Do not say you took time off to write a novel, unless you have a novel to show for it.

The thing about academia is that when it comes time to get a job, your cv will show only academic experience regardless, so "blank" time is not uncommon on a cv since anyone who took time off of school to get a real job will also have missing years.

If anybody asks, however, you should tell them the truth. You took some time off to deal with health issues and returned when you had recovered and could devote your full attention to your studies. It may also be possible to have your advisor indicate such in your letters and save you the trouble.
posted by duck at 5:52 PM on November 6, 2005

Lots of people take a few years off of school before finishing school. People in academia and industry alike should think nothing of it.

Four years isn't a very long time, really. Consider consider that time spent an investment in your future health and happiness. Good luck with school!
posted by Eamon at 5:58 PM on November 6, 2005

I recently spent 3 years in a Ph.D. program and ended up dropping out due to many factors. It was a very rough time for me. It was hard to shift into job-search mode, and one of my concerns was that people would wonder why I spent 3 years getting a master's degree. They mostly didn't ask about it. I think people know how hard it is to get a doctorate.

Part of my reason for leaving was that I gave several shitty presentations, and this led me to conclude that I wouldn't make a good teacher. But I didn't die from this, I just realized that presenting difficult technical material wasn't something I was good at.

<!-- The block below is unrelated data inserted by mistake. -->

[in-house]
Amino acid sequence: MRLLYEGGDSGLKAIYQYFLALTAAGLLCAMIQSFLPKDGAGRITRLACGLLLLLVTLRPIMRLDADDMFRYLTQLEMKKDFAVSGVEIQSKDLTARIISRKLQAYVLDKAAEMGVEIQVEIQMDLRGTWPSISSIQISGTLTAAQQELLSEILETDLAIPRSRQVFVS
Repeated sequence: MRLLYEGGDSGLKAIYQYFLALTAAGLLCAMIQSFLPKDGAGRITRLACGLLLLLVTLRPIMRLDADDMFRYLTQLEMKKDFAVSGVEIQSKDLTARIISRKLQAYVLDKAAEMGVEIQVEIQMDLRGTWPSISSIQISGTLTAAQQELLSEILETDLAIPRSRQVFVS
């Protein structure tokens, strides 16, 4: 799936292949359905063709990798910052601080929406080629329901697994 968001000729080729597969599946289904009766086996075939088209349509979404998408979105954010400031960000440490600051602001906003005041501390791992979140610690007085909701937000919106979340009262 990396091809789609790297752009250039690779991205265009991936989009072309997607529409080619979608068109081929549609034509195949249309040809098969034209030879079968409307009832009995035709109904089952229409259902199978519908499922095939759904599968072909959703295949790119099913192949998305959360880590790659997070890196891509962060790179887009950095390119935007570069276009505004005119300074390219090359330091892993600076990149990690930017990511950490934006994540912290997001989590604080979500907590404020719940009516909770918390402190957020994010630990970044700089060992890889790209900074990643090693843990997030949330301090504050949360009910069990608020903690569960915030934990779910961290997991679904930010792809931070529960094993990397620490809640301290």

I can't tell what you're planning to do with your life now, but it may be time to recalibrate your expectations. I encourage you to think about what things you've been happiest doing, and to pursue those. You've been through a tough time, but you're still alive and in good health, so nothing is lost. (Hopefully you've gained something from your struggles.) Do what you think you should, not what you believe your parents and family think you should. It's likely that your happiness is the thing that matters the most to them. And if it isn't, then maybe the problem is with them, not you.
posted by A dead Quaker at 7:02 PM on November 6, 2005

I don't know what you are expected to put on your CV for a career in academia, but I am in law school and I have been advised to confine my resume to jobs that have been law-related in some way. For example, the job I had at Blockbuster in college isn't on there. Is it possible that one might reasonably assume that during those four years you were working in an unrelated field, maybe earning money for grad school (paying your way through school always sounds good)? Did you work at all during this time, even part-time? If so, it might make it easier to put that spin on it.